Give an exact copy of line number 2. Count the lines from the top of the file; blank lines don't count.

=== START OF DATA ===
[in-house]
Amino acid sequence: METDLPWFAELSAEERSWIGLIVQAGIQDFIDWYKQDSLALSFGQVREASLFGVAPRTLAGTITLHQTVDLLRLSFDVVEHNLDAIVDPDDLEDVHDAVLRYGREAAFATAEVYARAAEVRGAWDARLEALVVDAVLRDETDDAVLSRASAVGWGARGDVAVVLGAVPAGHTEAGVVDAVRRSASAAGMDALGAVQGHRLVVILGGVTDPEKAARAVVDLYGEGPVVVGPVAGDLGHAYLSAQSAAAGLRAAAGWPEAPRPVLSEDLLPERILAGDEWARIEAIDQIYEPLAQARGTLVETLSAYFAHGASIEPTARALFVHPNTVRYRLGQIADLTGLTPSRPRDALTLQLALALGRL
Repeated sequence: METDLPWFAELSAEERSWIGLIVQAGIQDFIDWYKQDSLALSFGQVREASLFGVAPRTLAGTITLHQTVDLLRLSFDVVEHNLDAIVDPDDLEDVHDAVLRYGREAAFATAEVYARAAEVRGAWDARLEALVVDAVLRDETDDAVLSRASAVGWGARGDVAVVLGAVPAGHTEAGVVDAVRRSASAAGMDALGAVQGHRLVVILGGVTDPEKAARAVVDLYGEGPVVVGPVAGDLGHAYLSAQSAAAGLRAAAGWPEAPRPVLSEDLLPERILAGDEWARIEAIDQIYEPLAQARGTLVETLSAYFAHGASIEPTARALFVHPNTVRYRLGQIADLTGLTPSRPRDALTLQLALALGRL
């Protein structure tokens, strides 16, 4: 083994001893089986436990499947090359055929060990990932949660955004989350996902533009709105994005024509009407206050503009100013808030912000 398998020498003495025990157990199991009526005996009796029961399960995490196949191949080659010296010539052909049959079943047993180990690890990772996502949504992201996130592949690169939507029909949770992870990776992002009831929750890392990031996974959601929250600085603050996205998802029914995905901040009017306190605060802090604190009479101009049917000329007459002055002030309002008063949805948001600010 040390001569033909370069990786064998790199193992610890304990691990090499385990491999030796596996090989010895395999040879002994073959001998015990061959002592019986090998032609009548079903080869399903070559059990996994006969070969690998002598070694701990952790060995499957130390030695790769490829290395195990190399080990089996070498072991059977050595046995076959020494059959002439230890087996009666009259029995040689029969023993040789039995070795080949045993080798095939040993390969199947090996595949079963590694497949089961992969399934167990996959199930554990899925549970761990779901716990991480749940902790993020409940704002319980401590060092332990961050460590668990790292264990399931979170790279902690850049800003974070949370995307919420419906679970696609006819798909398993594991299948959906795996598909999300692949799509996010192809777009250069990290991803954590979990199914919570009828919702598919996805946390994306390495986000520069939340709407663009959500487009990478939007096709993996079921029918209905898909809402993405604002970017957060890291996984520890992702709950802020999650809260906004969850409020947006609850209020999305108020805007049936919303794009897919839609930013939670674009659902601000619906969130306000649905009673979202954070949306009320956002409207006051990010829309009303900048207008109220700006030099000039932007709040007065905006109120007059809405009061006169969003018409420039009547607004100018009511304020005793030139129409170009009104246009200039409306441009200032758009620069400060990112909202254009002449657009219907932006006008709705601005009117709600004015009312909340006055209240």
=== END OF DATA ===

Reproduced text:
Amino acid sequence: METDLPWFAELSAEERSWIGLIVQAGIQDFIDWYKQDSLALSFGQVREASLFGVAPRTLAGTITLHQTVDLLRLSFDVVEHNLDAIVDPDDLEDVHDAVLRYGREAAFATAEVYARAAEVRGAWDARLEALVVDAVLRDETDDAVLSRASAVGWGARGDVAVVLGAVPAGHTEAGVVDAVRRSASAAGMDALGAVQGHRLVVILGGVTDPEKAARAVVDLYGEGPVVVGPVAGDLGHAYLSAQSAAAGLRAAAGWPEAPRPVLSEDLLPERILAGDEWARIEAIDQIYEPLAQARGTLVETLSAYFAHGASIEPTARALFVHPNTVRYRLGQIADLTGLTPSRPRDALTLQLALALGRL